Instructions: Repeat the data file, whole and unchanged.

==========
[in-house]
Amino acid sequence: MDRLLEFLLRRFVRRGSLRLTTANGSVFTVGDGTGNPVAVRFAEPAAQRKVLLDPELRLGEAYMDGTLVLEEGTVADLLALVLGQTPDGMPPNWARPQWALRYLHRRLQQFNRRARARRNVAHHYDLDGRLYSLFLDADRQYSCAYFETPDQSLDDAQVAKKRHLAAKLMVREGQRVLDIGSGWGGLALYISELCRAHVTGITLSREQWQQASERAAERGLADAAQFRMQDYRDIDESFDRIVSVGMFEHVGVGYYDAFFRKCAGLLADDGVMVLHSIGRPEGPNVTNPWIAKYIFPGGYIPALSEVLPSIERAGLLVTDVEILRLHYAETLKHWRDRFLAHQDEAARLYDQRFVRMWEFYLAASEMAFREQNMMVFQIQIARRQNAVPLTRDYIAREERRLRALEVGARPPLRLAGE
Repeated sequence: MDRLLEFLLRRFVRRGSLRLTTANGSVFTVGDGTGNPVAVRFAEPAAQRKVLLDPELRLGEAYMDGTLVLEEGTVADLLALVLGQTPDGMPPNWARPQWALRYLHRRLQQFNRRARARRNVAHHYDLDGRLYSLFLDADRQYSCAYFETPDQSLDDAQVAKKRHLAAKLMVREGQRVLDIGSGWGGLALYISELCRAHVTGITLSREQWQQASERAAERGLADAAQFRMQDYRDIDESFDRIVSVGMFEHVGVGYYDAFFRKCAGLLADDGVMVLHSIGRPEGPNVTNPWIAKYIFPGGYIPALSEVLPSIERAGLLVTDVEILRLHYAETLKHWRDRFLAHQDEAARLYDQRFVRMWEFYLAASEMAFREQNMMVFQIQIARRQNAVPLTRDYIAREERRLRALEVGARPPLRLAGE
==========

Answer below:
[in-house]
Amino acid sequence: MDRLLEFLLRRFVRRGSLRLTTANGSVFTVGDGTGNPVAVRFAEPAAQRKVLLDPELRLGEAYMDGTLVLEEGTVADLLALVLGQTPDGMPPNWARPQWALRYLHRRLQQFNRRARARRNVAHHYDLDGRLYSLFLDADRQYSCAYFETPDQSLDDAQVAKKRHLAAKLMVREGQRVLDIGSGWGGLALYISELCRAHVTGITLSREQWQQASERAAERGLADAAQFRMQDYRDIDESFDRIVSVGMFEHVGVGYYDAFFRKCAGLLADDGVMVLHSIGRPEGPNVTNPWIAKYIFPGGYIPALSEVLPSIERAGLLVTDVEILRLHYAETLKHWRDRFLAHQDEAARLYDQRFVRMWEFYLAASEMAFREQNMMVFQIQIARRQNAVPLTRDYIAREERRLRALEVGARPPLRLAGE
Repeated sequence: MDRLLEFLLRRFVRRGSLRLTTANGSVFTVGDGTGNPVAVRFAEPAAQRKVLLDPELRLGEAYMDGTLVLEEGTVADLLALVLGQTPDGMPPNWARPQWALRYLHRRLQQFNRRARARRNVAHHYDLDGRLYSLFLDADRQYSCAYFETPDQSLDDAQVAKKRHLAAKLMVREGQRVLDIGSGWGGLALYISELCRAHVTGITLSREQWQQASERAAERGLADAAQFRMQDYRDIDESFDRIVSVGMFEHVGVGYYDAFFRKCAGLLADDGVMVLHSIGRPEGPNVTNPWIAKYIFPGGYIPALSEVLPSIERAGLLVTDVEILRLHYAETLKHWRDRFLAHQDEAARLYDQRFVRMWEFYLAASEMAFREQNMMVFQIQIARRQNAVPLTRDYIAREERRLRALEVGARPPLRLAGE